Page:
Jean-Paul Builes photo by Jake Hanson
BY ERIC OLSON
In 2021, as a reliably drab spring burst into summertime and newly vaccinated Seattleites eked free of winter’s many confinements, I found myself at a July Fourth celebration on the southern banks of the Duwamish River, at a house which residents of that neighborhood know perhaps too well. Dual firepits roared on the riverside lawn, and on a sandy slope down by the water, a hefty DIY fireworks rig promised to replace the cancelled Lake Union production.
The sun set behind the Olympics and pyrotechnics traced high-arching paths over the old Boeing plants, exploding in the precarious direction of the SeaTac flight path. But there could be no disasters on a night like that, for the atmosphere was infectious with goodwill. Some folks swam in the (admittedly polluted) river. Others hauled refreshments over the bridge from Georgetown. By and large, people danced, and danced, and danced, because even the thump-th-thump of the fireworks couldn’t hold a candle to the eight-man band pounding away on the home’s ad-hoc wooden stage.
The electric bass slapped octaves, the snare drum shuffled under a steady ride, and a full horn section seemed to sway the firepits to their bidding. But at the center of it all, tethering the entire performance was the band’s singer who twirled and shook more ferociously than even the most avid showgoer, throwing back the hem of his white blazer, tap-dancing, high-stepping, conducting the group like James Brown at the Apollo. This was Jean-Paul Builes, frontman of Seattle’s “tequila funk” phenomenon REPOSADO, and when he belted out the last notes of his second or third encore, I thought, at last, the crew has taken its final form.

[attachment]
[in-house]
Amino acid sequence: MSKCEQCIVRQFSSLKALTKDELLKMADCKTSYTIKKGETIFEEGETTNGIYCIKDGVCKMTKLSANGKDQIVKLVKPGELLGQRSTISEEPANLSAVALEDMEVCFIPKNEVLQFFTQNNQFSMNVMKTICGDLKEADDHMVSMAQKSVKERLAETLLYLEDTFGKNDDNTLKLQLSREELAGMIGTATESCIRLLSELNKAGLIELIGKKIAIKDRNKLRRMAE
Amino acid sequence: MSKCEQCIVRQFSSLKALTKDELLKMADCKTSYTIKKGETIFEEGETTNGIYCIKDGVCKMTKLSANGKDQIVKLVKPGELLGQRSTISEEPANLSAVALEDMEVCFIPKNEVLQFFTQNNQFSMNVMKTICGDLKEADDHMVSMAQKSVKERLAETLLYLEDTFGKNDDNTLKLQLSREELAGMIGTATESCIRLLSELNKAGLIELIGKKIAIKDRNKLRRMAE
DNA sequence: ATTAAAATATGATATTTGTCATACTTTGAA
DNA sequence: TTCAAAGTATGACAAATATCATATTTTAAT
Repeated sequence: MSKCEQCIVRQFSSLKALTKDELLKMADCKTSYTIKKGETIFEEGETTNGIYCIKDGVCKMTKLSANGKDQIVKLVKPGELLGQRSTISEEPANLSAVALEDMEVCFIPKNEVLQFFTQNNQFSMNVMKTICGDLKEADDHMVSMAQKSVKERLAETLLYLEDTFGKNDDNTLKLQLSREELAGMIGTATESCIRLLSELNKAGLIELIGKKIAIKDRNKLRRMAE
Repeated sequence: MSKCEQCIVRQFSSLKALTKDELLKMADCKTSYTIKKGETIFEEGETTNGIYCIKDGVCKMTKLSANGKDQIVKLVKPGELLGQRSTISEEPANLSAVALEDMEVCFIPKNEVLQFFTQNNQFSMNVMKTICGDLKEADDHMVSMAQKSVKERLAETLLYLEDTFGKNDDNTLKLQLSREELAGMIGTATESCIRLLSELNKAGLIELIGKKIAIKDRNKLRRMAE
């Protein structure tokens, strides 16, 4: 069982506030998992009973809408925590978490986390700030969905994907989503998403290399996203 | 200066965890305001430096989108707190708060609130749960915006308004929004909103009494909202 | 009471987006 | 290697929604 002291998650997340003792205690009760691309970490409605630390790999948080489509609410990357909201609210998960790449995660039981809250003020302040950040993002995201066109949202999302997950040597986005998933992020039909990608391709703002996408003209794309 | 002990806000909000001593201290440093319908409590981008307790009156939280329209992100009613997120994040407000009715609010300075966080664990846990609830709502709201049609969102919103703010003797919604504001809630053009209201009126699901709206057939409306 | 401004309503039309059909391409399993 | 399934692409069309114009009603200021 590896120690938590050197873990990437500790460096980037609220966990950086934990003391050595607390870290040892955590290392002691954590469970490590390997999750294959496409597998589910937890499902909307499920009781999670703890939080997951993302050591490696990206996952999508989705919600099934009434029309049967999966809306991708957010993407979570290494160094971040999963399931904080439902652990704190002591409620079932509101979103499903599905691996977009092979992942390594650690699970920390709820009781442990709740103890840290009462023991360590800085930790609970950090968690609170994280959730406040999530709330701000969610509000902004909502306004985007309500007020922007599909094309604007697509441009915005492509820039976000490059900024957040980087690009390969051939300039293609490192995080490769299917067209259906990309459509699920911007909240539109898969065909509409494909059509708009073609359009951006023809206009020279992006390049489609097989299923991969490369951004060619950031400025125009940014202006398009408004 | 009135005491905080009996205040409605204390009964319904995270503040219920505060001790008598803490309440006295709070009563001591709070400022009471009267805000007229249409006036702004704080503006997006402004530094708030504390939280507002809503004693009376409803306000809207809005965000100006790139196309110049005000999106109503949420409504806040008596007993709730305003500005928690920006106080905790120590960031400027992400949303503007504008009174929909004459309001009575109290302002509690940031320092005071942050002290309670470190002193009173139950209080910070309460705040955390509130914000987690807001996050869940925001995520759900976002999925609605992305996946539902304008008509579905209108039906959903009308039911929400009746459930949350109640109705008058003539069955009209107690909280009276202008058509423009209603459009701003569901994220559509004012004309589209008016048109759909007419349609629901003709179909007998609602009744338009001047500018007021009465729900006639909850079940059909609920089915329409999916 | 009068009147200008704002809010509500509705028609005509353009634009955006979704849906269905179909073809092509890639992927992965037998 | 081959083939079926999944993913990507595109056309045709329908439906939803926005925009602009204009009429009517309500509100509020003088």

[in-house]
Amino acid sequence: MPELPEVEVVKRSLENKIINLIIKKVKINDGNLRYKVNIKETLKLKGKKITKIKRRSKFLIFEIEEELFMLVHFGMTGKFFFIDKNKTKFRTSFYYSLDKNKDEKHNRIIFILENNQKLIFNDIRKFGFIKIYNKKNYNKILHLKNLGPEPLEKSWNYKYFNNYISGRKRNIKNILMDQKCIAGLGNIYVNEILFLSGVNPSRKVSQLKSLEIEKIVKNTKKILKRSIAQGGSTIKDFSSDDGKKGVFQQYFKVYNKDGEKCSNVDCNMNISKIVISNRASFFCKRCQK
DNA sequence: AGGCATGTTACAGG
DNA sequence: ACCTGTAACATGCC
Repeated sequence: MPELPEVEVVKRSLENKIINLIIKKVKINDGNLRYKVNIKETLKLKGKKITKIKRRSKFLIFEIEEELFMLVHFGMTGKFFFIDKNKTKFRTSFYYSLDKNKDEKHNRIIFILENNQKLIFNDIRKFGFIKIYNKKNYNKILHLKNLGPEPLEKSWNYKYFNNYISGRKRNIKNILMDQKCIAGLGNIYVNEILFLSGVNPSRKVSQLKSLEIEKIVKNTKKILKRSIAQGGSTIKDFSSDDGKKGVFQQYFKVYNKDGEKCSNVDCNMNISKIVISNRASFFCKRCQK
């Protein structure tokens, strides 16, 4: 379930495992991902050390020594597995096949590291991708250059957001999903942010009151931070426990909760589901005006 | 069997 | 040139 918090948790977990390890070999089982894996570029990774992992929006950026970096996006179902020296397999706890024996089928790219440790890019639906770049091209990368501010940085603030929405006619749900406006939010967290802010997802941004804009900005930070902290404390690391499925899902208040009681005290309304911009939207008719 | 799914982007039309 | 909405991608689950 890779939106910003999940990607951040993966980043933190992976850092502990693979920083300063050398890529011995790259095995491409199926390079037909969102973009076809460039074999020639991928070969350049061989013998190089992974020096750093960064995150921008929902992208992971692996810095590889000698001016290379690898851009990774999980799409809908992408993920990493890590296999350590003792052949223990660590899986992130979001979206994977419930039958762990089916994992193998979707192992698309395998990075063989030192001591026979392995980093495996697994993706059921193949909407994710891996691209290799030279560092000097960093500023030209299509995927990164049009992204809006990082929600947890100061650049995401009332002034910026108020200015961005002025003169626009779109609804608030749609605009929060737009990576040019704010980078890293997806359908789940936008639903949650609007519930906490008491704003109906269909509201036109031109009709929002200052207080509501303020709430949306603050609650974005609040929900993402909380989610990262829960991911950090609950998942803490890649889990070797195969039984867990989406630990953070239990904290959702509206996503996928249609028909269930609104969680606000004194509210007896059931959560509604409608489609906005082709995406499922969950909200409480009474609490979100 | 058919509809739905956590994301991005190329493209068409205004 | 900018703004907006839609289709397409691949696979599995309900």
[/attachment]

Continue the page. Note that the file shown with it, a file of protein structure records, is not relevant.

I first met Builes – tall, vintage-styled, broad-smiling, known to most as JP – in 2016 at Columbia City’s Hummingbird Saloon, an unassuming and perpetually red-lit strip mall pub that shares a parking lot with Flying Lion Brewery and Rumba Notes Lounge. The Hummingbird’s jam sessions were a hotspot that year, frequented by local talent like Jimmy James, Shaina Shepherd, and Evan Flory-Barnes. And of course Builes, though he introduced himself as a photographer first, and a musician only if you goaded him about it.
“I was too nervous to play my own stuff,” he told me when I sat down with him the other week. But those nerves faded as Builes built a trio to jam some tunes at Columbia City’s Taproot Cafe & Bar, and the Hummingbird soon after. This was how I first experienced REPOSADO: as a stripped-down outfit of drums and guitar, rarely even a bass. Meanwhile, Builes’ photography landed him in the jazz scene, where he pocketed knowledge for use down the road.
In 2017, a nascent REPOSADO trio – Builes, drummer Joel Rosa, and emcee Torin Frost – made east for New York City. It wasn’t a tour, per se, but a “huge busking road trip” that ended in Builes’ hometown of Sunnyside, Queens. Inspired by the diversity of his old stomping grounds, Builes got a job at Brookside Market and began connecting with local artists. He didn’t know it then, but this skillset – creating musical community through word-of-mouth – would become his hallmark.